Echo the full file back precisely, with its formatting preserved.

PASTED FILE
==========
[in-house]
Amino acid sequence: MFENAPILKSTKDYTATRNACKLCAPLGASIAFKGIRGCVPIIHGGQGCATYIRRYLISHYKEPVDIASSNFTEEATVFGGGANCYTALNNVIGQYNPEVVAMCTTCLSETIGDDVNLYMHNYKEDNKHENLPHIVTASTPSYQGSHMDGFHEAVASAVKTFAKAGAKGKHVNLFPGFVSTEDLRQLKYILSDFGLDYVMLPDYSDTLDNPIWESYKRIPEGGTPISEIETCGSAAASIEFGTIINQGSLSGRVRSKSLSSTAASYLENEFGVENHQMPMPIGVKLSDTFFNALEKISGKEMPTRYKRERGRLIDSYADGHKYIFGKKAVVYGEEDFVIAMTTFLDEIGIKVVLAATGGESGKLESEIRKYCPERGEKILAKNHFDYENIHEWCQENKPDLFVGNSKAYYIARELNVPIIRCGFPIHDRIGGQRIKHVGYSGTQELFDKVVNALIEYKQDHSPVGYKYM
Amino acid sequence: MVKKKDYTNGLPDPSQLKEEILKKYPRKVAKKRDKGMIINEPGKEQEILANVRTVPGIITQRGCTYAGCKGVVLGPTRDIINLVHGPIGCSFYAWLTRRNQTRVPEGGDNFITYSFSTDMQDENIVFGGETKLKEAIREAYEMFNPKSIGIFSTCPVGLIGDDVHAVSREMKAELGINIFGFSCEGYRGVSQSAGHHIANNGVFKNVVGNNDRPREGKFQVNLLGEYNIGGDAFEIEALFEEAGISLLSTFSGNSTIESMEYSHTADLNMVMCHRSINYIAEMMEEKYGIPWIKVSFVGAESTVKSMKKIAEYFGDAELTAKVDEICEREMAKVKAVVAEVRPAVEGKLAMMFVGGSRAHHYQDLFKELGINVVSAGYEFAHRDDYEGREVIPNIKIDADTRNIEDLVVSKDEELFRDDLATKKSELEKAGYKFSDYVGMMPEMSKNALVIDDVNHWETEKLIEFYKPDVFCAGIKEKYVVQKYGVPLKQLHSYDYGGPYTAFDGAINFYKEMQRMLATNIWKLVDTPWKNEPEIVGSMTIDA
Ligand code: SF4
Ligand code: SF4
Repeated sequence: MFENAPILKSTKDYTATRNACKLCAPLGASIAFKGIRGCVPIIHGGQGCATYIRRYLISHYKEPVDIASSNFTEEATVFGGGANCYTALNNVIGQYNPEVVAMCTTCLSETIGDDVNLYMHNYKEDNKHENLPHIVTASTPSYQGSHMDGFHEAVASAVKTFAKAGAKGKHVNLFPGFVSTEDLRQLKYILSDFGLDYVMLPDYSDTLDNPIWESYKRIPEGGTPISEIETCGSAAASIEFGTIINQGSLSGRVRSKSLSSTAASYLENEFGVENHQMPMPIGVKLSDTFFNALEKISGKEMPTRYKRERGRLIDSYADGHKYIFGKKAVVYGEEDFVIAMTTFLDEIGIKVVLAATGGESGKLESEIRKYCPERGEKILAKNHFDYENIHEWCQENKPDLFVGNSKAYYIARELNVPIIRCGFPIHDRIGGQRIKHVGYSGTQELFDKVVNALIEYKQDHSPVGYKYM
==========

[in-house]
Amino acid sequence: MFENAPILKSTKDYTATRNACKLCAPLGASIAFKGIRGCVPIIHGGQGCATYIRRYLISHYKEPVDIASSNFTEEATVFGGGANCYTALNNVIGQYNPEVVAMCTTCLSETIGDDVNLYMHNYKEDNKHENLPHIVTASTPSYQGSHMDGFHEAVASAVKTFAKAGAKGKHVNLFPGFVSTEDLRQLKYILSDFGLDYVMLPDYSDTLDNPIWESYKRIPEGGTPISEIETCGSAAASIEFGTIINQGSLSGRVRSKSLSSTAASYLENEFGVENHQMPMPIGVKLSDTFFNALEKISGKEMPTRYKRERGRLIDSYADGHKYIFGKKAVVYGEEDFVIAMTTFLDEIGIKVVLAATGGESGKLESEIRKYCPERGEKILAKNHFDYENIHEWCQENKPDLFVGNSKAYYIARELNVPIIRCGFPIHDRIGGQRIKHVGYSGTQELFDKVVNALIEYKQDHSPVGYKYM
Amino acid sequence: MVKKKDYTNGLPDPSQLKEEILKKYPRKVAKKRDKGMIINEPGKEQEILANVRTVPGIITQRGCTYAGCKGVVLGPTRDIINLVHGPIGCSFYAWLTRRNQTRVPEGGDNFITYSFSTDMQDENIVFGGETKLKEAIREAYEMFNPKSIGIFSTCPVGLIGDDVHAVSREMKAELGINIFGFSCEGYRGVSQSAGHHIANNGVFKNVVGNNDRPREGKFQVNLLGEYNIGGDAFEIEALFEEAGISLLSTFSGNSTIESMEYSHTADLNMVMCHRSINYIAEMMEEKYGIPWIKVSFVGAESTVKSMKKIAEYFGDAELTAKVDEICEREMAKVKAVVAEVRPAVEGKLAMMFVGGSRAHHYQDLFKELGINVVSAGYEFAHRDDYEGREVIPNIKIDADTRNIEDLVVSKDEELFRDDLATKKSELEKAGYKFSDYVGMMPEMSKNALVIDDVNHWETEKLIEFYKPDVFCAGIKEKYVVQKYGVPLKQLHSYDYGGPYTAFDGAINFYKEMQRMLATNIWKLVDTPWKNEPEIVGSMTIDA
Ligand code: SF4
Ligand code: SF4
Repeated sequence: MFENAPILKSTKDYTATRNACKLCAPLGASIAFKGIRGCVPIIHGGQGCATYIRRYLISHYKEPVDIASSNFTEEATVFGGGANCYTALNNVIGQYNPEVVAMCTTCLSETIGDDVNLYMHNYKEDNKHENLPHIVTASTPSYQGSHMDGFHEAVASAVKTFAKAGAKGKHVNLFPGFVSTEDLRQLKYILSDFGLDYVMLPDYSDTLDNPIWESYKRIPEGGTPISEIETCGSAAASIEFGTIINQGSLSGRVRSKSLSSTAASYLENEFGVENHQMPMPIGVKLSDTFFNALEKISGKEMPTRYKRERGRLIDSYADGHKYIFGKKAVVYGEEDFVIAMTTFLDEIGIKVVLAATGGESGKLESEIRKYCPERGEKILAKNHFDYENIHEWCQENKPDLFVGNSKAYYIARELNVPIIRCGFPIHDRIGGQRIKHVGYSGTQELFDKVVNALIEYKQDHSPVGYKYM